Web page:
When I was in college, I was walking across campus one day when a boy standing next to a banner that read ‘Toastmasters Club’ called out to me. “Hey! Do you want to become a better public speaker?”
Immediately, I thought of a story from my childhood that I didn’t want to remember.
When I was 11 or so, my mom was working with Robert Kiyosaki and she was scheduled to speak at one of his conferences. Her and my father were reading Rich Dad, Poor Dad to my sisters and I at the time and we often discussed it at the dinner table. So when it was suggested that my two sisters and I briefly speak onstage at Robert’s conference, we were all so excited for the event.
I don’t remember the moments leading up to it, only the moment I was there. I was suddenly onstage with my mother, my two sisters, and Robert Kiyosaki. The stage was brightly lit and I couldn’t see the audience, but I knew they were there–thousands of them.
My older sister spoke first, smiling and speaking about a few ideas from Robert’s book. Next, it was my little sister’s turn. She smiled and began, “Hi everyone! I am Kenzie Kanna!” She was eight years old and she held the microphone with the confidence of Kanye.
All I remember next is looking at a microphone that was being held out for me. I don’t remember any hands attached to it. Just the microphone, suspended in black air.
There was a pause. I had planned a minute or two of talking about ideas I liked in Robert’s book, but suddenly my mind was blank.
I backed away.
After a moment, my mom started talking. The conference went on.
Later I was told by Robert and many others that I had been very brave and that none of it was a big deal. I was just a kid, they said. I was upset, but family assured me that I would feel better in no time.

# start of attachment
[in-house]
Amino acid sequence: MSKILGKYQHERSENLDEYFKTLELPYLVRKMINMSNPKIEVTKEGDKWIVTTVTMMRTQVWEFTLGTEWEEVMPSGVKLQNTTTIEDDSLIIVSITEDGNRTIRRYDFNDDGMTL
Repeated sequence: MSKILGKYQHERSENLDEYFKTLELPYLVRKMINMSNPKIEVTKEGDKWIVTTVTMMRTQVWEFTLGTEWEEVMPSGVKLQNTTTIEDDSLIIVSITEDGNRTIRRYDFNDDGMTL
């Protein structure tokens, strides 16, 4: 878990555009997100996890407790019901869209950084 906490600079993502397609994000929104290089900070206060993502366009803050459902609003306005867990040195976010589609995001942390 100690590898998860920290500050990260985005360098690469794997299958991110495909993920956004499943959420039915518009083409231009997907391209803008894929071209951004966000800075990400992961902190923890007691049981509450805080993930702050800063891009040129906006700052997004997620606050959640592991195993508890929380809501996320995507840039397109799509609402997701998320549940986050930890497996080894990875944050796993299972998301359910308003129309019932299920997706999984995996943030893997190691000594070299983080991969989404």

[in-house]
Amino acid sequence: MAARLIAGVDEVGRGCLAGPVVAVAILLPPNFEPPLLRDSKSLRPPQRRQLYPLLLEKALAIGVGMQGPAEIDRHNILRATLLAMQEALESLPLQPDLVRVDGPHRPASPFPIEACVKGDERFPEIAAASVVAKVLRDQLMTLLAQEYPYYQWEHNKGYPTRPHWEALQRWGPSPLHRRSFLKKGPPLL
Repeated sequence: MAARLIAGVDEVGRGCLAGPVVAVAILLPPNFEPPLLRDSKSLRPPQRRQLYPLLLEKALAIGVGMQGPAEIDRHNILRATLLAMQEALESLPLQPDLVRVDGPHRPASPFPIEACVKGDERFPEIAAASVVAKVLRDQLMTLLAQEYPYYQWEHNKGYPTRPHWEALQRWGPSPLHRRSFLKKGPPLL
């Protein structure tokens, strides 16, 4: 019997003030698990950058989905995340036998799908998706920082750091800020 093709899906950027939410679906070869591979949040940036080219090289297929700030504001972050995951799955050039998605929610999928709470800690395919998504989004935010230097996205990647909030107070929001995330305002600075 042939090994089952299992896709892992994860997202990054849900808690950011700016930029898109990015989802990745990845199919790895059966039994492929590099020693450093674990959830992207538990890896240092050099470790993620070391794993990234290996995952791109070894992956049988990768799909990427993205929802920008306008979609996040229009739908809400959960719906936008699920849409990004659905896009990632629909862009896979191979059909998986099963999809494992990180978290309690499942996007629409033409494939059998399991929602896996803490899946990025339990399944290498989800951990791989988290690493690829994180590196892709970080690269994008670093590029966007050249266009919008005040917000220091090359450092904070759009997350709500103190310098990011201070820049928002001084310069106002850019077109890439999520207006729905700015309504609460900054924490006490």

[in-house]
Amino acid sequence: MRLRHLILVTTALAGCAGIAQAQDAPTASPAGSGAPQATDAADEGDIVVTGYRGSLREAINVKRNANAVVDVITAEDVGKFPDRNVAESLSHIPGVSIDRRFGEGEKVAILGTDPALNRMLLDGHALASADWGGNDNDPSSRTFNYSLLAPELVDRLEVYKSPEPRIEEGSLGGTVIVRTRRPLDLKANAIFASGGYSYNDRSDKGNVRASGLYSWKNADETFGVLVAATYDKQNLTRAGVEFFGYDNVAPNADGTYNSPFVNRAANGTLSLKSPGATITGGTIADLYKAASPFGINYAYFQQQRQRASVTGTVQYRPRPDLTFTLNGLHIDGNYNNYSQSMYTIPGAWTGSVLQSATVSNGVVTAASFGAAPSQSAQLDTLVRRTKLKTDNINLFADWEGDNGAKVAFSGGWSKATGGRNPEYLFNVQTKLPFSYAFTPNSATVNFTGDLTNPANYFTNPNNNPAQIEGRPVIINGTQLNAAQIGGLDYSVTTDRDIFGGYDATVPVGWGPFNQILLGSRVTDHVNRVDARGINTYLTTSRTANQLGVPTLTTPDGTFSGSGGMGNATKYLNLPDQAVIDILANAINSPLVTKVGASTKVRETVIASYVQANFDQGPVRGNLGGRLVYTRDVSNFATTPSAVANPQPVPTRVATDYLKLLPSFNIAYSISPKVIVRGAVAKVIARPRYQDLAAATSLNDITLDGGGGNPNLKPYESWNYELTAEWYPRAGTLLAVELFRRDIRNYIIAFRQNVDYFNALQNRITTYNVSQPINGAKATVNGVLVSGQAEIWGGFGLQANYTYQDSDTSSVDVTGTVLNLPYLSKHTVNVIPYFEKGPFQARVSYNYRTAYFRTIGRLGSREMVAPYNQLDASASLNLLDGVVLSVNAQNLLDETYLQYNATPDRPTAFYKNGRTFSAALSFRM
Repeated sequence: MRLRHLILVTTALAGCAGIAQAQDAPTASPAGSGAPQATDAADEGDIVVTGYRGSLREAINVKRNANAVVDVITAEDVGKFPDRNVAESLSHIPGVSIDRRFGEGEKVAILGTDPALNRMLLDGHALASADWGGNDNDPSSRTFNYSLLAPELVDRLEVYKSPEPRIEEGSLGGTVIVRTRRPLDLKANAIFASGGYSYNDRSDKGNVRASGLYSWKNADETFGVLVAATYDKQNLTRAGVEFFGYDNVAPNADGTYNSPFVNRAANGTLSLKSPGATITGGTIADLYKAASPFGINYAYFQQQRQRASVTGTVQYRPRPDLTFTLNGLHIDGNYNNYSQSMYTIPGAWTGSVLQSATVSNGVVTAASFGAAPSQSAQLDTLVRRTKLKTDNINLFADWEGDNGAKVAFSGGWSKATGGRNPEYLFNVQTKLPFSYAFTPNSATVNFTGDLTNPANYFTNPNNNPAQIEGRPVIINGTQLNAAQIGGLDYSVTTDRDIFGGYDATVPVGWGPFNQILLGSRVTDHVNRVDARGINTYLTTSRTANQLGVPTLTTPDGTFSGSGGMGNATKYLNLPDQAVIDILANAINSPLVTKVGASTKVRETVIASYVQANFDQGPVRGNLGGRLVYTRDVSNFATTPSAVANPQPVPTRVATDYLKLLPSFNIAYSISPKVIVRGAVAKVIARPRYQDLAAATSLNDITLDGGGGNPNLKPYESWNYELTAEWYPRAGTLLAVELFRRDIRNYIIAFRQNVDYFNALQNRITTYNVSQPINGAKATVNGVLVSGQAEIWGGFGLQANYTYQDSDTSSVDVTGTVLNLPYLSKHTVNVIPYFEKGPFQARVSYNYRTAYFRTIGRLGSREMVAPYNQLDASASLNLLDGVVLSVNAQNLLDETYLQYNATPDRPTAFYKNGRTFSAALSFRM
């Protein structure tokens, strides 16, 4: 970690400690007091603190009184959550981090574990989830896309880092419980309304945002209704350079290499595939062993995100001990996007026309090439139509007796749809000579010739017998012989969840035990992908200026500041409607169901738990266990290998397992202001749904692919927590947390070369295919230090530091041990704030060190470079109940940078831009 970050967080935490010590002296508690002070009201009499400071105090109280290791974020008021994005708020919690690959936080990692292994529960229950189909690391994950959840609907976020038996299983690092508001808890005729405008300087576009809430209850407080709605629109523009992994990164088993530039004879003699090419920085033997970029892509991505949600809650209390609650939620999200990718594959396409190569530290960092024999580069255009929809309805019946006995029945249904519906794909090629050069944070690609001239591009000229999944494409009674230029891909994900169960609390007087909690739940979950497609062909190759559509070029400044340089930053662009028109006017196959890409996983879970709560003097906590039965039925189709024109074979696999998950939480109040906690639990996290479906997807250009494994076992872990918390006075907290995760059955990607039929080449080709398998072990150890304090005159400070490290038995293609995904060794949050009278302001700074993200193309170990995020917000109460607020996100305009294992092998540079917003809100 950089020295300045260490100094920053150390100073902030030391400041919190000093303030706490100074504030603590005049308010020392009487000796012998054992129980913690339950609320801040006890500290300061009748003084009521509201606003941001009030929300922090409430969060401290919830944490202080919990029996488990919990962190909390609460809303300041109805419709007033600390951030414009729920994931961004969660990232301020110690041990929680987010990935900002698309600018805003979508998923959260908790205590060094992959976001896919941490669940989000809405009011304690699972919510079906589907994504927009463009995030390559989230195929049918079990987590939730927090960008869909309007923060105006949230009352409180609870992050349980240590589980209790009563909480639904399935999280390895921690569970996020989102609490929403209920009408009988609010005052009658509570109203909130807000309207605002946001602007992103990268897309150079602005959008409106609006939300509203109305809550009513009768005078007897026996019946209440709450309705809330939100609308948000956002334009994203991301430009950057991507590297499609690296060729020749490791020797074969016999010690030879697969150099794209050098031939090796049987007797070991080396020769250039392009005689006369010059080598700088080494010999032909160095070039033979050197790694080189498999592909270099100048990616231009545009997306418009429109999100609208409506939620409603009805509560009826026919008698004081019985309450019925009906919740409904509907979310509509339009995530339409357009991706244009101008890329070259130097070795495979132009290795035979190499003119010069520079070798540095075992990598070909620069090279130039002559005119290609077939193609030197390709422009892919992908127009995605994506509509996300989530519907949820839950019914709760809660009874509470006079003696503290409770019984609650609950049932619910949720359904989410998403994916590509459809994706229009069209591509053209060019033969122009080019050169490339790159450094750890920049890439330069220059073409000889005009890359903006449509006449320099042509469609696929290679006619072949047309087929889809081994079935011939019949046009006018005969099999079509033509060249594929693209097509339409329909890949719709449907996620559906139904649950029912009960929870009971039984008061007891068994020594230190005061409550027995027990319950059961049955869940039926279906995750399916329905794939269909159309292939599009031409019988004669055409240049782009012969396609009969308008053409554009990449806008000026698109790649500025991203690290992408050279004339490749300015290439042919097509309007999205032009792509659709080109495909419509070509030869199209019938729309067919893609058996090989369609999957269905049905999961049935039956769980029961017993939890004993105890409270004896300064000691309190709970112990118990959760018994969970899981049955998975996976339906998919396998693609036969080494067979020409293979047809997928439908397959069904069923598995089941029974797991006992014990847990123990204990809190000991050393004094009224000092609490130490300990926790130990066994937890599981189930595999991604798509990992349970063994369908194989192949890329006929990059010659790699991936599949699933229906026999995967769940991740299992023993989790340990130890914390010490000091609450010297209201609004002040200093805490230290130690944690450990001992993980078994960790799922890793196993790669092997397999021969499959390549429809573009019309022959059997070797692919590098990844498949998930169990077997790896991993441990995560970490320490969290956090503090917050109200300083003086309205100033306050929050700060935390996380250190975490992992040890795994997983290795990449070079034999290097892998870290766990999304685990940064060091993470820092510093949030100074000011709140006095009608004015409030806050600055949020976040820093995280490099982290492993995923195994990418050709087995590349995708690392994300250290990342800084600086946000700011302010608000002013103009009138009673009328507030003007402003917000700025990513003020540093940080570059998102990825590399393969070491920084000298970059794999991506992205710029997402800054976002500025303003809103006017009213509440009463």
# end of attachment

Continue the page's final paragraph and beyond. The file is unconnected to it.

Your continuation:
I did feel better later on, but from that experience, I started to believe that I was awful at speaking in front of people. I would shy away from any chance to speak in front of an audience. I would see a copy of Kiyosaki’s book and hope that no one remembered.
I began to tell a story to myself about how I was a bad public speaker. And it seemed like the whole world believed the story too.
When the boy on campus asked if I wanted to become a better public speaker, I felt the fear return. I began to tell myself the same story. But this time, I wondered why I was so afraid.
What if the purpose of fear is not to cause me to run from something, but towards it? For years I had been telling myself the story that I was a bad public speaker. What if I changed the story?
I smiled to the boy and told him that yes, I would be coming to the next Toastmasters meeting. I joined the club and I started delivering speeches every week. The next year, I became the VP of Public relations for the club. I went around to classrooms and campus events where I gave speeches encouraging others to join the club. I still felt fear before my speeches, but I ran towards the fear and I turned it into fuel for growth.
I began to tell a story to myself about how I was an incredible public speaker. And it seemed like the whole world believed the story too.
Today, speaking in front of an audience leaves me with an excited, happy rush. My stage fright at the Kiyosaki event seems like a funny little memory now, something I laugh at. I’m glad I backed away from an audience as a little girl because from this I chose to become a woman who walks towards one. I changed the story, just like anyone can.